The Many Hats of Richard Pink

Much like the hot dogs sold at the famous stand bearing his name, there are many varieties of Richard Pink.

Some know him as the co-owner of Pink’s Famous Hot Dogs. Others know him as the West Coast managing director of Clarion Partners, a real estate investment management company. Pink wears many hats, and that’s by design. Early in his career, he saw the value of life experience. And he has been relishing it ever since.

A desire to learn a variety of skills and trades began when he was a young law student at Loyola. While his interest in law ran deep, a career in business also attracted him, so he enrolled in the MBA program at the University of Southern California and juggled classes at both schools.

As if two advanced degrees weren’t enough, his mother urged him to quit working at Pink’s and start selling real estate. “I told my mother, ‘But I’m only 19,’ and she replied, ‘If you put on a suit, no one will know.’” So he earned his real estate license and started selling homes. After passing the bar exam, he encapsulated his dual passions for business and law in one job: general counsel for a real estate development firm.

 “I wanted to know everything about the real estate business that I knew would become my career: development, investment, lending, law and brokerage.” He credits his “diversified background” as one of the main factors to his success today.

Later, he took on property management and learned how to turn around foreclosed commercial real estate, in particular a shopping mall with 120 tenants. His job gave him insights into how to succeed in retail—a skill that would help him later with his eponymous hot dog establishment. “If you want to learn things, work on something that is difficult and troubled,” he said.

Always looming in the back of his mind was the fate of his parents’ hot dog stand, Pink’s, which opened on North La Brea Avenue in 1939. In the 1980s, his parents asked his wife, Gloria, to run the business. At that time, Pink’s only offered three hot dogs. Pink decided that if he was going to take on the hot dog stand some big changes had to be made.

The transformation of Pink’s from a locals-only stand to a household name was the “Chili Dogs for Charity” promotion for its 59th year in business. The stand sold hot dogs for 59 cents for 59 minutes from November 5-9, and each night a celebrity served hot dogs or signed autographs. To top it off they gave 100 percent of the proceeds to a charity of the celebrity’s choice. Local TV and radio stations heard about the historic stand and created city-wide buzz on the event.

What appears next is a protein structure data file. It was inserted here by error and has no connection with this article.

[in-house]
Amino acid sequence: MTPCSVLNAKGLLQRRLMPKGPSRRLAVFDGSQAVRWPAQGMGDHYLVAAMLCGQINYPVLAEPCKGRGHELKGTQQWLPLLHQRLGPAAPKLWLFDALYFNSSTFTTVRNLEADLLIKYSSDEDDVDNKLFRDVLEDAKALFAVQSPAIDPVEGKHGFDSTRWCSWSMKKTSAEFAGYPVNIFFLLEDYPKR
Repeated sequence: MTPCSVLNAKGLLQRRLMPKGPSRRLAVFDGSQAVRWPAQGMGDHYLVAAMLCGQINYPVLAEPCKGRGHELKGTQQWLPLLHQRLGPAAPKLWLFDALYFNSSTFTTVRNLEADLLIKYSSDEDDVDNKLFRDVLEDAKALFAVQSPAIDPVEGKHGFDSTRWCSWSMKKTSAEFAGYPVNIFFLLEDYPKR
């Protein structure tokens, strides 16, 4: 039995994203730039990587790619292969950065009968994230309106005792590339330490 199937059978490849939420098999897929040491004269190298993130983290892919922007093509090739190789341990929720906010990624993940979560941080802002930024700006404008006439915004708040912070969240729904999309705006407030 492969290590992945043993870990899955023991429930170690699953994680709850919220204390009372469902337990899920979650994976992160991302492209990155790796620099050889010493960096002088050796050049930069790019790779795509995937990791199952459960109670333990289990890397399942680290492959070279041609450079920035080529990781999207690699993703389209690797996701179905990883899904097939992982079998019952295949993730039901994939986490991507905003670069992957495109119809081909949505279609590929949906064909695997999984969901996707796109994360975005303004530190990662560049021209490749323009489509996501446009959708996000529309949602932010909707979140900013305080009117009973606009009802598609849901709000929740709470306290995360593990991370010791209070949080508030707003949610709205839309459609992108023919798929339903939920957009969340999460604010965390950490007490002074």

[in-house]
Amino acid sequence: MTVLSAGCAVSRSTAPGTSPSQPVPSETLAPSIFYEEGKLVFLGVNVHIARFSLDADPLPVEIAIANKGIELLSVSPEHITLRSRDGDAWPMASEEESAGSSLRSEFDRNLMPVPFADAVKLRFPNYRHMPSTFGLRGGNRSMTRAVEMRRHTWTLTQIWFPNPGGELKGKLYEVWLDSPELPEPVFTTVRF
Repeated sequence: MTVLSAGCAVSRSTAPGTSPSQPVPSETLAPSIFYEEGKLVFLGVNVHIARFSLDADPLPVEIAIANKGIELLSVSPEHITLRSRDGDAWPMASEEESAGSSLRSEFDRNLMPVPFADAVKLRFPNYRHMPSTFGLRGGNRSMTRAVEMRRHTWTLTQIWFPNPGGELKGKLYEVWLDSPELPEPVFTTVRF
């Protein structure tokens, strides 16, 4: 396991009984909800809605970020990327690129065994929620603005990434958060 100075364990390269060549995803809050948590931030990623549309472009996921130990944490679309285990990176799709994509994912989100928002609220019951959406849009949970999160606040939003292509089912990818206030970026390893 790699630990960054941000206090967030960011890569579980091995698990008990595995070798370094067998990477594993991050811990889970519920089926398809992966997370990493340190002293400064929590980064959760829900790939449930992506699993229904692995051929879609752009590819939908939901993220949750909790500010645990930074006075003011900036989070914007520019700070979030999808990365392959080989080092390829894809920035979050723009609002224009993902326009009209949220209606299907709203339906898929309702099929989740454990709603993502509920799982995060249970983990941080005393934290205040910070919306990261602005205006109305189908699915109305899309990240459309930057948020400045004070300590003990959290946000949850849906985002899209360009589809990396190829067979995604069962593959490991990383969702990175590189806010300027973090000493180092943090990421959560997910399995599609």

But for Pink’s, lasting success had to be more than a gimmick. “These things were critical to the experience and success of Pinks: the food and service had to be good, the employees had to be happy, and the atmosphere had to be original,” he said. In the process, Pink’s became a media and celebrity favorite. Customers often line up for an hour or more with the hope that a celebrity might stop by for their favorite hot dog.

The Pink’s menu has grown considerably from three to 35 hot dogs. They are named in homage to Hollywood movies, L.A. landmarks and celebrity fans of Pink’s: The Lord of the Rings Dog, TODAY Show Dog, Mulholland Drive Dog, and the Patt Morrison Baja Veggie Dog are just some of a wide selection of choices.

It was always important to keep the family involved in the process. Co-owners Richard Pink, Gloria Pink and Beverly Pink-Wolfe decided to license Pink’s and expand to eight different locations: Cedar Point

Amusement Park in Ohio, Los Angeles International Airport, Planet Hollywood Hotel in Las Vegas and the L.A. County Fair, to name a few. “That’s where my legal background came in: I’m comfortable with negotiating licensing agreements,” he said.

Pink traces much of his success back to the skills he learned as a law student. “All the professors that drilled me on critical thinking and analytical thinking were invaluable,” he said. “They taught me to see the pros and cons of everything because as a lawyer and businessman you’ve got to know how to see both sides. I came away from Loyola Law School with a deep respect for the legal training I received, and it inspired me to obtain some life experience.”